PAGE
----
Proper Wheel End Service

It’s all about knowing the components and RTB

When coupled with a hub that has the bearing cup seat-to-seat distance closely controlled, and the addition of a precision machined bearing spacer, PreSet or LMS hubs do not require that the bearings be manually adjusted. By design, the components work together to provide the proper wheel bearing end play without requiring that the technician manually adjust the bearings. Each hub assembly is tested at the factory to insure that when the hub is installed onto the spindle and the spindle nut is tightened to the proper torque, the bearing end play will be in the optimum operating range.

Unitized hub assemblies use a special cartridge type tapered roller bearing system. They are assembled, lubricated and sealed at the factory. They are installed on to the spindle as a sealed, pre-lubricated unit. When the spindle nut is torqued to the proper torque range, no further adjustment is required. Several of the unitized hub assemblies have a unique hub cap that aids in the identification of the wheel end.


Regardless of the wheel end type, they all must be inspected on a regularly scheduled basis. TMC RP 631A lists four levels of recommended inspection. Most wheel end manufacturers also list similar inspection requirements.

The most frequent inspection is the driver pre-trip/in-service inspection. It includes a walkaround inspection where the driver should look for signs of leaks at the hub cap or the wheel seal, or lubricant soaked brake linings. The driver also should look for broken, loose or missing components. If the hub cap has a sight glass, the level and condition of the lubricant needs to be verified.

At each scheduled preventive maintenance inspection, all of the things previously listed should be checked. In addition, the wheels of the vehicle should be lifted and supported, and each wheel s rotated and checked for signs of quiet, smooth operation. Each wheel end should also be checked for signs of excessive end play.

Annually, each wheel end should be re-inspected as just outlined. In addition to these inspections, the hub cap or drive axle should be removed and the wheel bearing end play should be checked with a dial indicator.

If anything of concern is found at any level of inspection, wheel ends with manually adjusted or PreSet/LMS bearing systems should be completely disassembled for inspection. All individual components should be cleaned and inspected when the wheel end is disassembled.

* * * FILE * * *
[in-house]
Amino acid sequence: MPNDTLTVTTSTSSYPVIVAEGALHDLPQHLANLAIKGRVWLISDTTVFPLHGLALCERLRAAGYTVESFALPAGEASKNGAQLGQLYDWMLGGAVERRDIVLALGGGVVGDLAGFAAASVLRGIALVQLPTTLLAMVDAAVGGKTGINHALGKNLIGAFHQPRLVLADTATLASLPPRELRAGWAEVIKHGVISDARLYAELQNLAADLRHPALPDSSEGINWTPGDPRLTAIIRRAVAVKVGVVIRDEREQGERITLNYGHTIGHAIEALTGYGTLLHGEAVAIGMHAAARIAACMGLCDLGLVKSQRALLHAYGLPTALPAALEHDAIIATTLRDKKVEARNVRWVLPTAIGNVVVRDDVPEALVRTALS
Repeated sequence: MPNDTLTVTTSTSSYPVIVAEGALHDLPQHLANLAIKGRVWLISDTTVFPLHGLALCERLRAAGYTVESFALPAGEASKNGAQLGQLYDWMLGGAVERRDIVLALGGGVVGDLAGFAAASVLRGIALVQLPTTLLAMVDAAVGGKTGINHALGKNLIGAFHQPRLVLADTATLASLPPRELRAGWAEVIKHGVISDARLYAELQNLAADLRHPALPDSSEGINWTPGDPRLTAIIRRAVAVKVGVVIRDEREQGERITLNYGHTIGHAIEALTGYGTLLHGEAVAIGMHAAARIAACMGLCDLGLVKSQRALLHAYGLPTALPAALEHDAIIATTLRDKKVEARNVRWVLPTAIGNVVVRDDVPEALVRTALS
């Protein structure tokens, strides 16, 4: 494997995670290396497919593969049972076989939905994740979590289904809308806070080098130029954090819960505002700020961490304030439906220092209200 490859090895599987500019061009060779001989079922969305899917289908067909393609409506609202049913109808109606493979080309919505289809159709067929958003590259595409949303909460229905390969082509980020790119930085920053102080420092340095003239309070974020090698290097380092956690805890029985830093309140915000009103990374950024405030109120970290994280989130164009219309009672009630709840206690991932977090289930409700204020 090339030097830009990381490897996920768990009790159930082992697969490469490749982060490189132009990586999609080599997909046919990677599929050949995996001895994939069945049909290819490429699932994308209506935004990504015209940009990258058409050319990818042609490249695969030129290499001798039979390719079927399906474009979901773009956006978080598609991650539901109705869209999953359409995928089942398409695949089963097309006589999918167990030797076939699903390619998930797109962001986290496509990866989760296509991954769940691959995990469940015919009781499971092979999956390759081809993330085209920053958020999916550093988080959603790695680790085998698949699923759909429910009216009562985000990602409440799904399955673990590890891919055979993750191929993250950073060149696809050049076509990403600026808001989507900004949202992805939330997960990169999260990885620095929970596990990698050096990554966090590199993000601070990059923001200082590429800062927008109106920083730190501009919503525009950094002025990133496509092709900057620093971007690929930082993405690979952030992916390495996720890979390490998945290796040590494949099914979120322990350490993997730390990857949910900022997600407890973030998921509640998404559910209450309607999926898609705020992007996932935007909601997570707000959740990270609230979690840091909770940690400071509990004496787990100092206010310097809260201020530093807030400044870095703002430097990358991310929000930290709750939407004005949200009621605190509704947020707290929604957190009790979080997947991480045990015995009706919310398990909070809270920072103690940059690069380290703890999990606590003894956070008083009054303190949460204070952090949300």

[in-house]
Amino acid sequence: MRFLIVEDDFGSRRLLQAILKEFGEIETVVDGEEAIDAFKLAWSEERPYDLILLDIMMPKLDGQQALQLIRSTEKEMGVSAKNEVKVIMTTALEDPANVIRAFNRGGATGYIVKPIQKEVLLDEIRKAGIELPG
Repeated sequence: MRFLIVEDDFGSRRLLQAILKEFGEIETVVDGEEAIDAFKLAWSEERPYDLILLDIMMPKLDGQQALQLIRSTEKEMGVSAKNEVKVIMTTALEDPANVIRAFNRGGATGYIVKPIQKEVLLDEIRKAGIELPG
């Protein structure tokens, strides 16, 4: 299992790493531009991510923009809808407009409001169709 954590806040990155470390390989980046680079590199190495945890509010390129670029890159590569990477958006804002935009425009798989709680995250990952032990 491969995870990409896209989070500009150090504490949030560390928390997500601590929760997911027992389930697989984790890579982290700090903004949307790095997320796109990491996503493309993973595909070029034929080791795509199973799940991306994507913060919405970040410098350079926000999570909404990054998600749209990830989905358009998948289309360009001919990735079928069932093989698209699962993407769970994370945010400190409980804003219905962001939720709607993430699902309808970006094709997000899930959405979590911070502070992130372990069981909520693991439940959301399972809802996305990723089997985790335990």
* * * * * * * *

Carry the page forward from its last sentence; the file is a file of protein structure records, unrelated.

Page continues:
Most manufacturers recommend that the wheel end be disassembled and inspected at 5 years/500,000 miles, or in conjunction with the second brake job. All components should be cleaned and inspected and replaced as necessary.

The exception to this is unitized hub assemblies. Unitized hub assemblies are not serviceable in the field, but should be regularly inspected per the manufacturer’s instructions. If anything of concern is found, the hub should be replaced.


Sealing technology has improved with new materials and designs. Differences between seal manufacturers’ materials and designs make it mandatory that the instructions included with the seal be closely followed for proper installation. The seal should be replaced anytime the hub is removed from the spindle.

There are a variety of commercially available tools to aid in removing the seal from the hub. These tools insert between the seal and the bearing, and are used to pry the seal from the seal bore in the hub.

Never drive the bearing from the inside of the hub to push the seal from the seal bore. Damage to the bearing could occur that may be difficult to detect.

Some types of seals may separate when the hub is removed from the spindle. Use caution to prevent damage to the seal journal on the spindle when the inner portion of the seal is removed from the spindle. After the inner portion of the seal is removed, it may be necessary to use emery cloth to remove corrosion or foreign material from the seal journal on the spindle.

If the old seal is to be returned to the manufacturer for warranty consideration, efforts should be made to reduce damage to the seal from removal. Typically, the seal should not be cleaned before it is returned.

Do not use identification tags attached to the seal by a wire for identification purposes. The wire could damage the seal surfaces making it difficult to determine the failure mode. It is better to place the seal in a plastic bag as is after it has been removed from the vehicle. Mark the bag with the proper identification information.

We Recommend